Newspaper Page Text
Reports on Hearings Held in 1921 Union Representatives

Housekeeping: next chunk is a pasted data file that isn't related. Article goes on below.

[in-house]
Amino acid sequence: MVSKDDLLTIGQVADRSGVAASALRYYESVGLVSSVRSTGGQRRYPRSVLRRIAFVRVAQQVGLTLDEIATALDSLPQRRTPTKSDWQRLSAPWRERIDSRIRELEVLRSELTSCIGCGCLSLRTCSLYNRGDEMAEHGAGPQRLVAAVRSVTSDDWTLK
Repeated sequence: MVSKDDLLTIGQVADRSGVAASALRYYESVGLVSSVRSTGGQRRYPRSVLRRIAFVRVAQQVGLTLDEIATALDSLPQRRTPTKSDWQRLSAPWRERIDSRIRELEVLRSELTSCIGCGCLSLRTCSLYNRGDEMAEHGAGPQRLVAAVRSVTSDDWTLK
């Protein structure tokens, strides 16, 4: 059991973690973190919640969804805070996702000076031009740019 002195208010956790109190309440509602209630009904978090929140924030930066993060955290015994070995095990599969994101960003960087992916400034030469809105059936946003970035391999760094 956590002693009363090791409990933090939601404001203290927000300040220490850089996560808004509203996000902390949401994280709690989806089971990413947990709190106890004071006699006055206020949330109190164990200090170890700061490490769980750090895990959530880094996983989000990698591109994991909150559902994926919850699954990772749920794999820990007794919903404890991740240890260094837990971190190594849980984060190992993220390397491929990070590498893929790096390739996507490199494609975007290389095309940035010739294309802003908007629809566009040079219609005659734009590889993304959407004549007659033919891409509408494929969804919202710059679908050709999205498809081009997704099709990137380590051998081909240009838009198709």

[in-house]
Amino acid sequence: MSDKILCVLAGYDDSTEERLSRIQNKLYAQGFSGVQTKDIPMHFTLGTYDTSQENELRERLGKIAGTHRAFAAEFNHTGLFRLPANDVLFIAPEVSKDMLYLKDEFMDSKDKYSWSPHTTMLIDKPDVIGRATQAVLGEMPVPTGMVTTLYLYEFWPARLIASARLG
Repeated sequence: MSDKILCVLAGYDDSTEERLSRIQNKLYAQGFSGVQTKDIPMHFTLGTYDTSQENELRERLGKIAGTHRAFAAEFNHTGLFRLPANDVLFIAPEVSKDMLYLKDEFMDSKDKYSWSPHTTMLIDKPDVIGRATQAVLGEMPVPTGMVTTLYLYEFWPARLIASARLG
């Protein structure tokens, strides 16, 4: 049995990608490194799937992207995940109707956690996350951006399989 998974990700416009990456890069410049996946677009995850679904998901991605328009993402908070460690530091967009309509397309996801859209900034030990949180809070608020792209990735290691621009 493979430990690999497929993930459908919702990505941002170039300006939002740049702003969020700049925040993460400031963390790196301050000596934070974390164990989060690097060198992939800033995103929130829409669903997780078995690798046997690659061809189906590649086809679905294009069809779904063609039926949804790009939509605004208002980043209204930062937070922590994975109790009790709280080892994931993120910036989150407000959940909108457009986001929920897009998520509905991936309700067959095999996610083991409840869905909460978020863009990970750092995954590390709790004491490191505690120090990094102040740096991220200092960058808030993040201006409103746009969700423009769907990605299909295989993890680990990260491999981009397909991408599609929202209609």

Say State Bureau Was Influenced by One year and a half after hearing evidence in the strike of St. Paul and Minneapolis Typographical unions for the 44-hour work week the state industrial commission of Minnesota has this week filed its report in which it declares that the unions were justified in expecting *he shorter work- week on account of the agreement made by the national organizations of employing printers and the printing trades unions, which was repudiated by Minnesota em ploying printers. Urges Industrial Court. The state commission regrets 'that it has not the power or authority to enforce its awards and suggests that "stipulations and agreements result ing from collective bargainings -.should be construed and enforced by some impartial agency, when ever a dispute arises relating there to." James Fullerton, business agent of Local No. 20 of the Pressmen's union of Minneapolis, declared that the commission had purposely held up the report until after the election in the interest of the Republican ad ministration. He said that the re lease of the report on the eve of the meeting of the legislature, with a recommendation for an "impartial agency" to enforce decisions was for the purpose of creating "propagan da" for the enactment of a law in Minnesota similar to the Kansas in dustrial court law. The report of the commission con sumes 10 typewritten pages, in which the events leading up to the strike lire reviewed. Considerable space is devoted to answering criticism di rected at the commission for its fail ure to make formal findings of the facta disclosed at the hearings with its conclusions and recommenda tions. "In. view of the fact hat there is no power vested in the commission to enforce any judgment or conclu* sion with reference to the relative rights of the parties, in a controversy of this character," the report de clares, "it will seldom, if ever, serve any useful purpose for the commis sion to aggravate the local condi tions resulting from a national move men! Involving employers and em ployes in. tiy particular Industry." The first move for a hearing, ac cording to the report, was wide by the commission on July 11, 1921, when, representatives of nil parties in the controversy were invited to a,n informal conference. The meeting was. continued until July 13 because some of those present did riot feel that they were authorized to act for the various interests involved. At the second meeting persons repre senting the employerg stated they were satisfied with the situation and did not desire to enter into any ne gotiations with .the organization# representing the employes on any basis whatever. Upon petition of the Minneapolis Typographical union No. 42, Min neapolis Pressmen's union -No. 20( Minneapolis Press Assistants* union No. 6, Twin City Book Binders' union No. 12, and similar organiza tions in St. Paul, the commission adopted a resolution and seryed it upon all of the employing printers of thejj Twin Cities calling for a pub lic "hearing -to be hel| in St. Paul starting Aug. 1,-1921. The St. Paul Typothetae appeared at this hearing and .-filed a petition restating the position of the employ ers that there was at that time noth ing to arbitrate and objecting to a public hearing on the grounds that the striking printers had not com piled with the law by seeking media tion of the industrial commission before the calling of the strike on June 1. 1921. The Minneapolis Ty pothetae representative appeared but afterwards withdrew from partici- Jon in the'hearing. Origin of .Wage Dispute. "The outstanding facts disclosed the investigation," the report de clares, "are that for more than 15 years prior to 1920 there had been a system 6f collective bargaining be tween the employing printers of the Twin Cities and the various print ing crafts, and during that time har monious relations existed, but on account of the rapidly advancing cost of living, as well as the general increase in wage scales in all activi ties existing in the beginning of 1920, the wage scale that had been. agreed upon in the contracts entered Into in 1919 became inadequate, and certain actions were taken during the winter cf 1919 and 1920 on the pjyrt of the employes to bring about modification of the wage sched ules embodied In the agreements commencing June 1# 1919, for" a two year period. VWhlle these ..negotiations were pending a large portion of tho men -whor sesemed to be dissatisfied on account of what they regarded as undue delay on-the part of tlie. wn-, ployer, left their employment as »n diyiduals on April 20, 1920. It'does, npt ..appear that this was the result Of any, formal act of the union or he'direction of th|£ officers, but the ftteti was the same as a formally authorised strike. On account of the economic conditions existing at- that" time, the employers were obliged tograntan increase in the ejflSittig wage schedule. ,r "The -cjnpioyes contend tl\at this 5 if c» in pa 2 STANDARD GETS FINAL LEASE IN WYOMING FIELD Secreary Fall Signs Contract Granting Concessions. By International Iiabor News Servicc. Washington, D. C., Dec. 28.—Vir tual control of the Wyoming .oil field by the Standard Oil group was acquired on Dec. 20 through a con tract which Secretary Fall of the interior department awarded to the Sinclair Crude Oil Purchasing com pany, a five-year dea} covering: the purchase of all royalty oil accruing to ^he government from the Salt Creek field. This contract is an inevitable se quence to the Teapot Dome deal which, it is charged, Secretary Fall and Secretary Denby of. the navy department, negotiated in secret with the Sinclair interests and which is now under investigation by congress. The Standard Oil group, already having the contract for taking the oil of the Wyoming field, is in a favored position with reference to taking over that part of tho oil which accrues to the government as royalty. Th# procedure in the. latter .con tractus in direct contrast t? th$ Tea-*' pot Jjojne negotiations.,/jn'the Tea- nies had no opportunity to bid and the public was not informed that the deal had been made. The gov ernment even denied the existence of a contract until forced by con gressional pressure to admit it. In the last deal a carefully prepared statement had been issued. by the secretary showing that thirteen firms competed for the contract for the purchase of royalty oil. It is expected that, congress rti!l include this contract in its investi gations of the oil industry, which is now pending in the senate. G.N. LISTJUMPS IIP Killed and Injured For October Higher Than Last Year. St. Paul, Dec. 28.-rrThe number of employes killed or injured on the Great Northern railway com pany's lines during the month of October, 1922, *was 96 ?er cent greater than October, 1921, accord ing to a report of C. L. LaFountaine, general safety supervisor of the Great Northern, made public today. The same report indicates thfit, the number of employes' filled ."or injured in October of the present year was 28 per cent greater than the same month in 1920, and 84 per cent greater than that of October, 1919. For the 10 months ending Oct. 31, the report shows that number of employes killed or jured was 1,727, as against 1,270\ for the same period last year. The report also shows that 321 persons, including employes, were killed or injured during the month of Octo ber, 1922, as against 167 during October, 1921 248 during October, 1920, and 185 during October, 1910. the in- Laid to Equipment. R. A. Henning, manager of the shopmens' strike for. the northwest, in commenting upon this report der clares .that the increase.in .thepunx ber of persons killed and injured is due to the unrepaired and poorly repaired equipment, as a result of the company's refusal to settle t-he strike. "Our investigation shows that practically every wreck since July 1 has been the result of either •un repaired or poorly repaired equip ment," Mr. Henning said. "We have contended' right aiding that the so called replacement men, employed by the road which have refused to settle, are' incompetent. Ap the re sult of their poor work, the wrecks have occujrr.-d." PLUMBING LAW ILLEGAL. County Judge Dunn of Littleton, Col., has declared illegal the state law. which delegates7 to the state boaai of plumbing Inspectors the powft to .license and withhold' IK censes from plumber®.'*- i ri- Holds Only Well Paid Workers are Good Buyers. Washington, D. C., Dec. 28.—Jul ius H. Barnes of Dulyth, president of the. Chamber of Commerce jot the United States, stands'for 'fc. program 9f higher wage^, according to a speech m9.de here last week, intelli gent merchandisers throughout the country 'have long-admitted labor's contention that higher wages mean more buying of commodities, neces sitating increased, and more eftlclent production, which in turn makes pos sible the payment of still higher wages.- Mr. Barnes said he was "sub mitting-his statement "for the con* sider'ation of those who. Relieve that wages and salaries must return to the standards of 1918." jie said? "This ability to produce more and more things with fewe,r and fewer employes and. therefore, lower cos^s, can not help but by the very pres* sure of this ever-:increasing industrial production press into more and more homes. The very* industrial produc tion itself and its increase assures us of a'wide distribution of the buying power of our people. That produc tion can no^ be secured or main talned by the expenditures of the concentration of wealth in the hands of a few. It can only c.om'e from a very widely disseminated earning and spending power of 'our people gen erally. "As the ability of each worker to produce more by the-fiid ofmechan ical processes increases' the" earning capacity and the earning value of that worker Increases. That is a very serious statement and I submit it for the consideration of those who believe that wages and salaries must return to the "Standards of 1913.rTh® earning power of a man today, bet ter equipped, better educated, more productive, because of mechanical aids, does not have to return to the standards of 1913 to establish a nor mal balance, of earning and produc tive power. That thi$ is not the ten dency is shown by every measure which you can apply. Between 191'4 and- 1920 the scaled of thlf country* %jn six hourly W$pes"!pn,£ -'hijpj$^v *1^ average family in^oilisi ^n. States in 191® Was Il,470. 1n l9l9, jfr^TOO. These are not inflation. in stances.hey are, the evidences, ex aggerated, if you please,: and sub ject- to some setback,' bytthe evi dences of a distinct -.and-'iound Eco nomic tendency in buying." formed era Timber Bosses Slumbers. The timber bosses' company "union" is traveling, the inevitable road to oblivion. This "union" is known as the. loyal, legion of loggers and lumbermen* At the meeting of its' board, of directors in Portland, Oj*M the president reported that "the greatest difficulty" the past six months was the number of employ ers who have deserted the "uiiion," they "have felt no immediate need of protection against industrial radicalism." Officers of the bona fide union of timber workers remind workers of tlie claim by trade unionists, that the employers would throw over the loyal legion when it served their pur*, pose to prevent organization. "These' employers are hot con cerned' with the I. W.' W. They are assured from another source that the I. W. W. will be 'taken care. of.' ^These employers have used the loyal legion as a tool. It is now worn out and. they discard it." The issuance of stools dividends Is the best proG^ that the. fruits of in dustry are Deling divided unequally, and that wage workers' claims, aie justified. Stock' dividends is another name for• oapkalizing profits/ v'-v Th^ f^eason for stoclf. dividends is to avOid the income tat a fear that congress will tax undivided profits, and'a* desire to extend profits over a larger issuance of itock' *o tlie p%b#l,attetibh will not be- attract ed JHBtxcessive profits. __ Of these profits they ai*^turned into "capital account" (pnt back'into the business) and ad ditional common* stock' td that amount: issued and divided among the stockholdera This stock Is called "stodk di^idepd8,,k although| it is an extra issue, of "the .ordinary variety of common atock.. jz'i 6tock, dividends., indicate ia* prof^l that is above and beyond a ,f profit on, an investment, Work sti^iggle for a living Wage, but -thfe dolltCr is always guaruiteed a lixdlf interest rate. This: interest rate it charge on industry, as is salaries, Discriminate Against -'•'By taternatiohal Lrf^\New» 'Service. Washington, D. C., Dec.. 28.*r--The constitutionality of the ship subsidy bill be&rethe U. 5. iL 1 floor of the senate'shoTtly in a of the elaborate preparations ma measure to put'it over. The basis foi* the attack is ^he fol lowing. provision of the -U. S. Con stitution: "No preference shall be glfcen by any regulation of commerce or rev enue to the-ports of one state over those of another." One of the striking features, of the ship subsidy bill is the great num ber of provisions for preference to ports of one state over those* of An other by regulations of ^commerce or revenue.- A greater evil, considering the spirit of the Constitution,' is the fact that congress by this bill would dele gate to' the U. S. shipping board the power to .make almost any .discrim inations it chose in favor of one port against another. The bill,1 as i\lUstrated by the fol lowing clause, admits that discrim inations will result and purposes to remedy the ^vil by empowering tho Ui S. shipping board to establish new preferences: ."Whenever the board -and the com mission are. both of opinion, and certify, that puttinjr into esffept. or keeping in effect the provisions of this section will result inunjusf £is crimination between ports of the United States, on commerce accus tomed to move through such potts, or materially changing the chan nels of. transportation within tlie United States, or'in unduly congest ing one or more of the'ports#of the United States, the commission shall by order, suspend the operation of said provisions until such/time as it and the board reach a, Contrary conclusion in the premises, where- PeiftsytYMi^ KHfw Ca*e-lRlaw to Be ConfUcatwif. The United States' Supreme court has set aside the Pennsylvania law which prohibited the mining of an thraclte coal in .a manner tliat would endanger the Ilvei cr injure -the property, of .. persons---occupyiriS' houses situated on the surface soil, justice Brandels -dissented. The court held, that Jjjp law. de prived coal owners of valuable prop erty rights without compensation. Under the declsiori, coal owners can mine coal without any regard for cave-ins that endanger lives aiid property, unless the' coal that is necessary, for props is. paid for... In his/ dissenting opinion, Justice Brandeis 'said: "If by mining anthracite coal the o^ner would necessarily unloosj poir sonous gases', I suppose no one Swould doubt the power of the state to pireventv the mining without? buying his coal field^ And' why ^imay rioti the state, likewise, witho^ paying compensation, prohibit :troi& digging so- deep or excavating 89 near the siirface as to Cxpose the comlnunity to like dangers? In the latter case, as in the fornier, carry in us in lic nuisance.'' .- i" the cost'of raw material, taxes a.nd wages ." After these and other charges are paid, profit is considered. When this profit is inordinate, the stocks divi dend- is used to conceal excessive in come. The.. stock. dividend is prOof that the people are being gouged. lt also indicates, the enormous values others have created and which are no^cen tered jn the thahds of those wm r« fuse workers a living wage and tlie ri'ght^to or^anise.^. :j .• £to^ dlvideiids are an anikwer to ttte- continuous whi^e by the defen Setfjftt'' reactioft ijtd privilege that alplreid :high wages/ arf drag. ion industry. TheVstock dividend is evi dence that andspjrofite^r ire making ,1}^. records ^Icnd that va«e earners %re not beinjt justly Compensated. Z. r% i*he stock ditiderid doSS.^Ot tell full .stoi^lp^corpora^^tofita fcind these princely, salaries numtoit^ ^NM|l8and holdlsn^ dan ridt%* tthiAngl^d or under stodd save by_one acqtiaint^l with the intricacies^Of a The" trickery of ons in on Floor of Senate Will of Various States. i6natef will be attacked on the Jer that will make shortshrif by the proponents of the the standpoin^bf the commerce because tlie U. S. shipping is given power to pay subsidy PS sailing a certain rout# frOm port and not to ships sailing same route from another .j^qri. also assert that the i*ieasur$ is .unconstitutional from tffe- stand point of the revenue clause for. two reasons firsft, because of the income taxiexemption and second, because of ,10 per cent reduction of duties on Jbargoes allowed to vessels oper atliig from -ports favored by the U. S. feliipping board. No prudent business man would risk making a subsidy contract with the£u. S. shipping board knowing that & suit to annul the subsidy was inevitable. "»hat is. the .Constitution among frieMS?" lias long, been a maxim of b% ||usineSs. Somebody has made the.'^iistake of taking that literally Mar acts passed by congress would" prbl |bly be declared^ unconstitutional if ^erred to the U. S. Supreme coui jf.' Nobody .bothers to raise the.' tan* :in. many instances. For instance, nob ay has yet had nerve to ques tion the. constitutionality of the Mai White Slave law although law yen twill admit readier that a good caeflpould be -built up attacking it. .Notf'so ^vrtth the ':Ship Subsidy bill. The, question will arise That-Is not the point, however- It will bo inter esting to know how many senators will Ignore the Constitution in their desicfe to sprve proponents of tho Ship ^ttbsldy bill. tlf^aiil JBbils. is a pertinent ques ti^n-^nXiiQi^ers -of the hbuse and sen upon such suspension .shall, by, or- have walt&l until thjis late day by^the. commis^r v^thotit raising such. an ob^ous dfr» be terinlnated sipn uppn to days' notice as herein before provided for the^'termination ot their' to tii^3unopnttttfr •tiinai qiijestion about the constitdtlonaUty of the meastirp, how ^kn^ ijf jthem Understand ev^ a ltttlfc'qf ithje '^raml ficatio^s^of^ thfr thousand and oite ^jher ^riojis provisions pf the .UH|?' JKansas Governor Backs Down and Court OBSIS Case* Judge JIarris'of the district court at Emporia, Kan.,-has. dismissed the state's case against William Allen White, wh"o was charged by Gover nor AUen with violating £he "can't strike? laW when he posted a sign professing "49 per cent sympathy" with striking railroad shop men. "This Case was- commenced reck lessly or maliciously, without inves tigation .of the facts to ascertain whether the prosecution was justi fied," aaid the, ^burt William A)ien White jested his sign a short, time after the shop mer^s strike started The governor claimed this was sympathizing with an unlawful act, and was a viola tion of the law.- The governor se cured enough publicity over the case for half a dozen lectures and then paid no more attention to it. The accused insisted' he~ was denied' the right of free expression of opinion. On three occasions^ he' appeared for a IS THIS A LIVING WAGE? The bureau Of census reports that the average wage last year tor. 7,816 workers in the leather gloves and mittens industry was $14.80 a week. STOCK DIVIDENDS IS SIFFICIENT OF LOW W*0E$^ AND EXCESSIVE NOFITl concealing profits is. indicated by. the recent account of how a well-known 5-and-10-cent store corporation "lost" profits:aggregating $20,000,000 This coincern was carrying on its 'good wll^" as an asset, which it vilued at $50,00^,000. Aflde from somp leaseholds, this asset was in tanflble and pure guesswork. The rj|ofation- had profits: of $20,000,r 00 spiled uft'and .to dispose of these proms it voted to reduce the $50,-' 000,000 "good will" asset to $00, 000,000. 1*| mother words,-' th'e ^corporation took $20,000,000 from on^. pocket and-: piit i£ in another :pocet. By this jugAery ^$20,000,000 in profits were wipe|i outi. with/the money remain ing in "the -hknds jof the corporation. TAis tricky bcokkee|ing 4s .useful If the government -^ould call fOr .'a recced ^of profits that have been "sweated". from Immature girls and iittl^ eKUd^n. SIpTck/ dividends- and other forms of epncealed r.prpflts& are found in evb^r lndifttrial' and commere^tl group, ^veh railroads, makers of the |irt of -telitng hard-luck stories, anneunce stock dividend^ while carti State Hgencles Assessed to There are well founded rumors in Su Paul and Minneapolis, according to the,-Minnesota Star,, that the .agencies for the big stock liability insurance companies doing- business in'Minnesota- have just levied a ohe per cent assessment1 on state pre miums' artd a 2 per cent assess ment on all agencies within the state for the purposed of raising a, fund to fight any proposed legislation in the 'form' of a state insurance law. The assessment, it is declared, will raise'between $100,000 and $125,000 which: is" to be used in a campaign of advertising, principally iir the country papers,- to show the people that a state Insurance- law would be against- the interests of the working people. It is well known thaf'the. insur ance interests have succeeded in kill ing. every attempt that .' has been made in.Minnesota to pass a so called state insurance law. The Minnesota State Federation of Labor many years, ago declared for the state fund plan for administer ing the.-work^ngmedi's compensation act. The iawVcr^atifig. the. present state'industrial commission was en-, acted, in the hope thi&t it would put a quietui^^on state Insurance. It has not succeeded. The state fund.pla$.has succeeded admirably: ia Washlhgtoil~ stnd- OhiO. In the tM^erestate' many inillions of dqllars bitive.been saved to employ ers and Ahe injured workers were actually eompensated, Whereas in Minnesota the compensation is but a pittance. -The employers' liability companies Jiave-tfrig|itened-.ihe other .insurance people into believing that the state, fund'systent of administering work inginen's compensation is but an en* tering)fr0dge' for .-state socialism eunid unless the jplanr.Ws^"Rilled nojv' it would^not be long before the stat'i wouid be dpihg a general insurance 'business. Of cours^^here is: nothing tb isucR argumen t. There are reasons Why c9mpa.nsation.law. which in? .'.ihy jthifc' laborife '^Itii'.iesire jfori pretty ^iD^^ted^^th^fco^r' ing: iitessibn jof: the legislature.- S Real Trade UnHHiisii) Fine Victory on Coast. The International .Union of Tim ber Workers has won its eight-hour fight at Weed, Cal„ and at Klamath Falls,- Or. These movements have been on during the entire year. The Klamath Fails timber bosses were ungracious enough-to publicly state that they "voluntarily restored- the eight-hour, day,".- despite the fact that they were'soundly licked in an attempt to establish the long work day.' "The winning of this strike means or to or northwest thsui immediate gains to those directly involved." union .offi cials declare. "The lumber lords cannot -success-, fully defeat workers who are prop erly organized. It also means that workers have again been- impressed with the fact that. complete and proper organisation is the only safe guard for the present their only hope fer: the. future.", ytivid^nds ih excess^df the: regulation ,5 per cent,^, are quite, common/ ^'.Orily reCehtiy^on the' floor of: the senate Mr.. Capper, Of Kansas charg ed the railroads w|th concealing trpfit^ yet' th^ public is continually warned that the roads "are facing bankruptcy, while the railroad labot board rejects the. shop men's living wig« demand. 2 fj&J :./'v The textile industry which has att^mitedj to reduce wages and Is respohsiblO for a loiig' strtke.^ tke past: summer, is now declaring Stock dlvid*rids.: Issues of. 50,' 100, f^nd 200 p4°r cent, to oppress thelr employes are common. The jsiwificance ofv stdck divi dends ahd tKer"profit' concealments is not. discussed by our "molders of public OplniOh.'* Vff .'j Those who have tho ^ublicity ma chinery to enllgbteB the peoplej on this" subject are,' In' tha stock'^vl' i. ^hey. too, are their dead It ai^sl^lr'puroose to keep alive the fiction of%h" wagds &nd tnef pauperisation o^f ind^stc^ a'hd cotti: ^*e*«e« Will Stmt ianltt Cwer Opiw slllon Wltli Jii Biz Propagan da Attempt to Cblw,ot orm Pabtk) to Sleep. By CHESTER M. WRIGHT The redrafted bill 'is" now in the 'hands of Giorge F. Russell, superirt. tendent df public utilities, who will •giyii a writteA report on* Its nifeHtS ifrprn jthe' point -of view of hls. de jpartment. It provides for a 5-c«nt caSfe^'fareVor for1 the sale of four ftokens for 26 cents, transfers being allowed, only on^ token fares or from a few specified "feeder^ lines. The National City Ban^of New York and the New Yorl: Trust, company are among banking concerns which publish periodical reviews of important economic financial and political events It appear* to be the intention to give these reviews the appearance of impartiality andtocreatethe imprMsion that they speak as die," final word of authority. Presumably they are distributed among stockholders and depositors but they find a growing circulation butinde of these ranks and they may be had by* anyone who will inquire for them. Under the three^rides-for-a-quar has, beebme more, ^neowsary than feasible, .-Seattle's city counclL is de termitied:' to slower appreciably the 8 i-3 cents cost of a trolley ride and let the -question: of practicability, be settled as best it may. under* the three-ride»-for-a-suar tef system, Seattle's municipal rail way: has been just about "breaking eyen" in paying off the $15,000,000 purchase price and interest thereon. Presumably the increase in patronage under a- lower' faite would enable the lines to continue to "break even/' Or perhaps, some other source qf rev-? enUe can be found for paying Off obligations.. These -. are side isuestions. is that Seattle's street .railway hiust serve a (greater, mitnber of Seattle persons ahd this* cianhot be"/done without a cut rin .. Jl. jV'v. ••:K "®^-^tS^d5of cutting ic^^ie^q^ for a cash «ductldrt. Mfr Carroll is which Several met^^hr^ arevrbelng-diflT cihnsed ribfflci^r.:nh^«n!«lft imi^' tant Of^ which gerald 5-cent fare bill, wiich th^ corporation counsel's office has just redrafted for tKe, council's official consideration some time 'this we^jc. Under t»e bill sclhobl .children's ratei are" to remain at -3 cents for' icasli fare, two child^eii ifor 5 cents, or tickets .good 'for" 10 rides for 25 cents, transfers being allowed either on cash or ticket fare for school children.'. .. Wiscoisin ConiressmanMik- Congressman Fretar of Wiscon sin has. renewed his. attack on Sec retary .of thf ^Treasury Mellbn for permitting great Vwealth to escape a a Under the. law the secretary-*caii levy a penalty.- of 2 5 per cent where hie. .believes !cbrp'bration's .hold 'sur- phises to evade payment *f -income ta^es^by individuals. .These .corpqr-, ations are now dividing their sur plaees throuth stbck dividends. Con gressman Frear says upwardsr of $2,000,0(^0,000 in surpluses^ arev es caping penalties and individual sur taxes because Cecretary Mellon re fuses to enforce the law. On 'the floor of the house Con gressman Frear^submitted a list of questions to the treuury official "Is it true," he s^ed, "that due to legal evasior.s possible under \exlst7 ing law, disclosed by the Secret=r«i cords of your bfflc?, tlj«t. Mr.-^ORlj efeller, Mr. -Kprgan, Mr. Mellon and Mothers of great wealth-,are not VtT iing-one-flfth -of-the. income tax they are poputerly supposed to P*^- vn* der the law based' on. their wealth,: ^lue to investments *n tax-free se curities, stock divldends, tru^ stock and bond exebanges andf other forms Jfo tax avoidance? I gather la so from your Official re)wC •These are matters ,that congress permitted to remain secret for il YeasonrKpparently, send I am hq^jtiif your answers will be speclfic, sorihat the. nidesstty Zpr- full putk llcity can be detfermined by Publishes Review. yThe Clevelandv Trust company also publishes such a review and the re view 'published bythat company is probably one' of the best in the field. What a. great many -persons un»' doubtedly do not realize is that these reviews in time of need serve as pro-v paganda agencies for high "finance and that their dignity and-seeming/ authority makes them the more ef fectiyc when a real, need arises. Tlie discriminating" reader, will, find much of interest and value in the. .pages: of these peflodicals, but thos«» who dO. not discriminate are likeS^ to be broughit to false conclusions on most important'matters. .' The publication issued by the Na-_ tional Cltybaj^k is Issued monthly' and averages about sixteen pages. The National City bank represents speculative finance just as Morcrap & company represents induutrlal nance. The National City bank, bin* ter than any other institution, typi fies Wall Street. .Nothing, has so disturbed the Na tional City bank as the recent elec tion in which progressives hostile .to' railroad profiteering and to plunder ing in general were so uniformly sue cessful if we aTe. to-believe the De cember issue1 .of jthe publication if-' sued by that^bank. ,j Finance Is Worried. It wlll be interesting to know why high finance lboks upon the pro ^tessive Victory as. such a menace. Theexplattation is* in the^following fliiotation/: fironithe Nktion^i Ciiy ban^: pubUcationVr "Notwi^hSttodihg the evidence that the ot ^j^gricuittiral pice«: 'ha».vJ»«n difeb'tly related to, tha posed in t|iu name relief for fttfolttl^. Whi'ch '^hecfc the Improvement a|^lcui|^s*i cbpdi^ns which is d^(wiyi-and thrQw the ciuntry back '^?S«?sfiite of dlsorduUsl^ton.. W& $nd'. conxiiisiQn. I ,^i|«jsfbck market,. whlch:4s-qul^fc to sense developments unfavorablela orderlyHusiness progress, has sko#ii declded weakness since the election, railroad shares leading', in. the de-: cline. Although tlie country evident ly is suffering from the inadequacy bf railroad facilities, due to the fact thit railrpad investments no longer commihd'the confidence of the pub lic,- oni Of the objects .of the revived Sulfation fe the repeal of the trans portatipn act defining what in the opinion of the legis!ative authority, is a fair, return upqn railroad pron erty ,-v ','#/• Nothing more would bie required^ to rnii^# flier railroad situation -hop^-k less. Railroad -service cannot be hai 1" without the facilities, and these Can not be had unless the inventing pub-: He is- assured of a return correspond- S ing to what can. b'e had )h other fields bf investment. View -commonly held at the sources of this -agitatlon" seems tc that the railroads *re. bwned by a few .rich bankers w-ho^ are -able to Rjit their hands in their.fe pockets^ for all the money .needed to provide the necessary expansion .qfv. service.".'.'"-.* "The' railroads, however*' are-nbt: owned by barikers -. the ownership is ^^5 widely: distributed and will respond .with additional- capital only ~as it be lieves the -investment to" be The strongest companies are able to. bor row, by- giving mortgages or stock, but this is just li*e putting a second mortgage .on a farm. This, process cannot" be carrled^Indefjnitfely^ be cause the margin "of safety, grows smaller. Proper financing of the. railroads requifes that' approximately one-half of the -capital-shall be ^presented by»capital stock in othi^ir- weirds, that proportion should be proprie- tary. capital,- in order to. obtain fa-1~, vbrable terms upon: borrowed money.f Very -little new capital has been raised fpr railroads by that means recently.^ .Expenditures for rolling*. Stock ^re financed mainly by,meansv Of equipment trusts,'the new equIpi^-.^ ,s£ ment being mortgaged for about 75 per cent of its cost." It, whl be noted that the stocky market is set up as an indicator^ .whlcli quickly detects un$pund^ d«-4jT :pai^tur^8.^!^ltpit Is really, the case Is, that the stock market quickly de* .^g tects^ develppiiients unfavorable. to speculative interests. The stock mar .k'^t^lSi'tto. indicator at. all?as to* -thf rMl, soiindnMs.. ot sconomic .• proj-. pOSalS. iv-v. .FJorgcta Gqod .Management. The liTattonal Gity bank assumes^ that we have an -*1na«eqn«cy ofr i| railroad ftusilities" because •iraflWakAk^t investments no Mnigirr command tbepu confidenee'.of'the'^ublic." Upon lhIS^| ther bank bases a.plea for retaining^. jthe EschCuipidhM law. It Is all vc" clever, but-' It- is also all vfcry Mf?!